Mean Girls Subculture Analysis

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Subcultures form due to our deep rooted preference for likeminded individuals and ideas. We hold anxieties about how people are different and we worry about our own status within society (Andrew Campa 2015 YouTube). Schouten and Alexander (1995) describe that “a subculture of consumption is a distinctive subgroup of society that self-selects on the basis of a shared commitment to a particular products class, brand or consumption activity” (43). It is through this continued communal consumption that an individual finds social validation for their beliefs, value and way of life. Popular culture has magnified high school subcultural identities. For example, Tina Fey’s Mean Girls (2004) is a critical representation of one of the most popular and long-standing subculture’s in mainstream society: the high school popular female social clique. The basis and inspiration for this movie was from Rosalind Wiseman’s self-help book, Queen Bees and Wannabes, which focuses on how high school girls form cliques that are permeated with aggressive behaviour. Mean Girls (2004) aptly portrays the complex hierarchal social dynamic of a subculture. The overall aim is to critically analyse Cady Heron’s socialization from …show more content…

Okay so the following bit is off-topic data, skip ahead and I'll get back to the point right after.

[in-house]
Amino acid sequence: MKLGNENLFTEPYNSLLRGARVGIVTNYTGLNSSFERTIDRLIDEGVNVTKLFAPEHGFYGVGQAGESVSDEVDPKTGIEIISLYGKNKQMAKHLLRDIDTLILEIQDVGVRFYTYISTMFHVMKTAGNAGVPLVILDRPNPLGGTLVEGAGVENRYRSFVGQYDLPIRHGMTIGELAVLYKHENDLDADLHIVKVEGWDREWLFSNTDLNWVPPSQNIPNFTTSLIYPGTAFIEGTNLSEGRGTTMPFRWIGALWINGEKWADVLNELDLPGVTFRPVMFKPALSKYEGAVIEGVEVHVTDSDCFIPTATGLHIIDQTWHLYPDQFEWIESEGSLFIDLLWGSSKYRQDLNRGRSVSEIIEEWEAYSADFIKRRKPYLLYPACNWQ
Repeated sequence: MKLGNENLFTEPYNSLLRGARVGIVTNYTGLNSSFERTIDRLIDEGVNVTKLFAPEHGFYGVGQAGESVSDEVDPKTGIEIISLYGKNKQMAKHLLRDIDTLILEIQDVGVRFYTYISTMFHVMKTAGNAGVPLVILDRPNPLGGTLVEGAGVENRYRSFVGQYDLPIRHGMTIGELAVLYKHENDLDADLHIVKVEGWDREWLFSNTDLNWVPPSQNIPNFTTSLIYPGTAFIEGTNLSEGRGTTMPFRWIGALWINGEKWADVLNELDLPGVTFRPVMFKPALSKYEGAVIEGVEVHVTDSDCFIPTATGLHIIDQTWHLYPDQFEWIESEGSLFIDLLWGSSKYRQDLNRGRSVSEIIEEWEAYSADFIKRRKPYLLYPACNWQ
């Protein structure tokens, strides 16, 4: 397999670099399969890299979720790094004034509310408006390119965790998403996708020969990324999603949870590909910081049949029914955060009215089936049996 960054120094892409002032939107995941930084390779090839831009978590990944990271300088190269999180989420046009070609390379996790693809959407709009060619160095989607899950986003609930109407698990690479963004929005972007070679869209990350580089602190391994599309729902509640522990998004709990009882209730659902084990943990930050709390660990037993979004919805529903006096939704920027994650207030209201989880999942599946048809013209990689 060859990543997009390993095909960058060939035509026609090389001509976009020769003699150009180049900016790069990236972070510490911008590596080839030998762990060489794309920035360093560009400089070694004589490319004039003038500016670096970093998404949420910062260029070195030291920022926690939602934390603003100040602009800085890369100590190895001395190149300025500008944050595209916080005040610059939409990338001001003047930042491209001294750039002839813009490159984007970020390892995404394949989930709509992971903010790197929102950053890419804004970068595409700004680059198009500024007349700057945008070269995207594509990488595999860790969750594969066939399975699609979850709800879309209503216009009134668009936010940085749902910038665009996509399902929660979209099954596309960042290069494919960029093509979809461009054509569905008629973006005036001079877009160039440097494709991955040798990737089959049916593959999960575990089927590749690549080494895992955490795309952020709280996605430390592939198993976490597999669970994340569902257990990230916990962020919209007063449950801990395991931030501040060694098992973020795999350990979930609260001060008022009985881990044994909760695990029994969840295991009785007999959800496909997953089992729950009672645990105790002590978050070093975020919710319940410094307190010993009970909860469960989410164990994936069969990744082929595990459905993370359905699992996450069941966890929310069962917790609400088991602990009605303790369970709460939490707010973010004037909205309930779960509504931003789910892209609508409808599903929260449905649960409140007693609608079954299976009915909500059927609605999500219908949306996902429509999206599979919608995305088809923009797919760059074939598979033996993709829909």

As brand communities are based on the collective appreciation of a certain brand we could not view the Plastics as a part of this kind of community since there is no focus on a brand, rather a lifestyle. To label the Plastics as a subculture did not suit either since it is experience based and are escapist from mainstream norms which is the opposite of what the Plastics are since the High school subculture identities that are shown in Mean Girls (2004) reflect popular culture. Referring to Figure 1 in de Burgh-Woodman’s (2007) article, the subculture of consumption is comprised of the following eight

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